Michelle Pfeiffer glowing crimson with passion in The Age of Innocence. The Technicolor majesty of Prince, somehow more vibrant in the black-and-white textures of Under the Cherry Moon. Joe Pesci and Ray Liotta, of Goodfellas, digging up a guy named Billy Batts as the tail lights of their car make the night sky rage red like embers.
This is all the work of German cinematographer Michael Ballhaus, who died on Tuesday evening at 81. Ballhaus was the director of photography for more than 120 projects, but he’s most famous for his long-term collaborations with two of cinema’s most masterful stylists and storytellers: Scorsese, with whom he made seven movies, and the radical German auteur Rainer Werner Fassbinder, with whom he made a whopping 16. Ballhaus worked with other major directors, too, including a few notable American ones: James L. Brooks (Broadcast News), Mike Nichols (Working Girl), Nancy Meyers (Something’s Gotta Give), Francis Ford Coppola (Dracula), and Robert Redford (Quiz Show).
He may have eventually proved himself essential to Hollywood movies, but Ballhaus cut his teeth on the small, experimental sets of Fassbinder, who, he later said, "had the ability to be very fast in deciding what he wanted, but [wasn’t] so good at preparing what he wanted to do. So his ideas came on the day." Fassbinder — an avowed student of the films of Douglas Sirk, one of Hollywood’s most extravagantly stylish melodramatists — wanted his own movies to sparkle with the richly saturated color of big Hollywood movies like Sirk’s, but on smaller budgets. Making the job even harder, Fassbinder was also known to be profoundly temperamental. In one instance, Ballhaus had to defend himself against Fassbinder’s exacting, impractical demands: "I was mad at him because, I said, I have my own timing for this shot. … I’m not a machine, and if you don’t like that, hire somebody else." It’s a reminder that, though we often credit directors for the visual wonder of their movies, their work is the result of a deep collaboration with their cinematographers, to say nothing of the gaffers, light designers, camerapeople, and the like.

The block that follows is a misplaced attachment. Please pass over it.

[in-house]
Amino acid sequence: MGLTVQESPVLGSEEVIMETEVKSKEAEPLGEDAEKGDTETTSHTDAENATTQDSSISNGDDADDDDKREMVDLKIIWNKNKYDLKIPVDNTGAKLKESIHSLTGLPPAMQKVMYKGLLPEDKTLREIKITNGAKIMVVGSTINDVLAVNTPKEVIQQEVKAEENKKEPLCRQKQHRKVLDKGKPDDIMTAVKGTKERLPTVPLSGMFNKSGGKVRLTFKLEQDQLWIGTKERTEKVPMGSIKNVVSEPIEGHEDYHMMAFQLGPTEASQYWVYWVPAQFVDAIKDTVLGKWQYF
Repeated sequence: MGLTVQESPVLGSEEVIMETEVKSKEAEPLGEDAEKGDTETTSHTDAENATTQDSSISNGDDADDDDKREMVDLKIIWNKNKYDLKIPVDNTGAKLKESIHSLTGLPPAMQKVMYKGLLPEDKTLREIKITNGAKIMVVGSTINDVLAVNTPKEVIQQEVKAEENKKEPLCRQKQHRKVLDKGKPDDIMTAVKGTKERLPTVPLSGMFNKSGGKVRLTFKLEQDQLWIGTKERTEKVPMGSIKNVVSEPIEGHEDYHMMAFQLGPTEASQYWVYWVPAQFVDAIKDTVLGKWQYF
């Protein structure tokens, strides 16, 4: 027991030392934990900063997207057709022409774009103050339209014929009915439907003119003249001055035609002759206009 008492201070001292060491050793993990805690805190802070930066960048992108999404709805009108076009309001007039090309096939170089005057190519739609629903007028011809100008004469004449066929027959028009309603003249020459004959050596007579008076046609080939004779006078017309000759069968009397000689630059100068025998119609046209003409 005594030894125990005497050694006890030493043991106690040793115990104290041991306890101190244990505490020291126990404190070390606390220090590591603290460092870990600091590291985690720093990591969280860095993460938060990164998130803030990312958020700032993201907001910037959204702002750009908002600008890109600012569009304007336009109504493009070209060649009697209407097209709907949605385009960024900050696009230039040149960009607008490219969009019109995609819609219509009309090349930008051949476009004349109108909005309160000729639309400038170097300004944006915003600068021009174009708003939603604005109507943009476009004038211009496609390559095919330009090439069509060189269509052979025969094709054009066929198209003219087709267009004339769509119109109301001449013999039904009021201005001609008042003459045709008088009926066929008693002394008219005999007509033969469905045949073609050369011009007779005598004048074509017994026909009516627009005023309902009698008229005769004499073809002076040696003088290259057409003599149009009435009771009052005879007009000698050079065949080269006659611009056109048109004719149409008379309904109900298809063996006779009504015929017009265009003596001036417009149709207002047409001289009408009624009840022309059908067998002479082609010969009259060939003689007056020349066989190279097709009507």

It’s no wonder, given their influence on his work with Fassbinder, that Ballhaus would eventually wind up working on actual Hollywood pictures. It should surprise us even less that he wound up working with Scorsese, who’s as much a film historian and pure lover of movies as he is a filmmaker. Ballhaus’s collaboration with Scorsese, who’s best known for his gangster movies despite hardly sticking to that genre, is a little ironic. "Marty is my favorite director because he’s the most visual filmmaker I’ve worked with in America," Ballhaus once said, "but if you have a philosophy about violence, you’d better put it aside when you work with him. In general, I’m not a big fan of violence, but in Marty’s case, I accept it."
What set Scorsese apart for Ballhaus were the ideas underlying that violence, and the visual intelligence Scorsese’s movies use to depict it. "Sometimes you can feel hurt or insulted by the violence, but the world Marty is portraying is violent, and the way he presents those scenes tells you something about the characters. So I see a reason for it in terms of the story."
Ballhaus’s images are not merely gorgeous; even when depicting violence with the candor required by Scorsese’s work, they have an expressive mastery of tone that gives the inner worlds of characters outer life. That, and not the mere technical feat, is what distinguishes career-best accomplishments like the famous tracking shot at the Copa — one of the visual centerpieces of Goodfellas — from its scores of imitators. That’s style. Ballhaus had a lot — and movies are all the better for it.
An earlier version of this piece misstated the name of filmmaker Rainer Werner (not Maria) Fassbinder.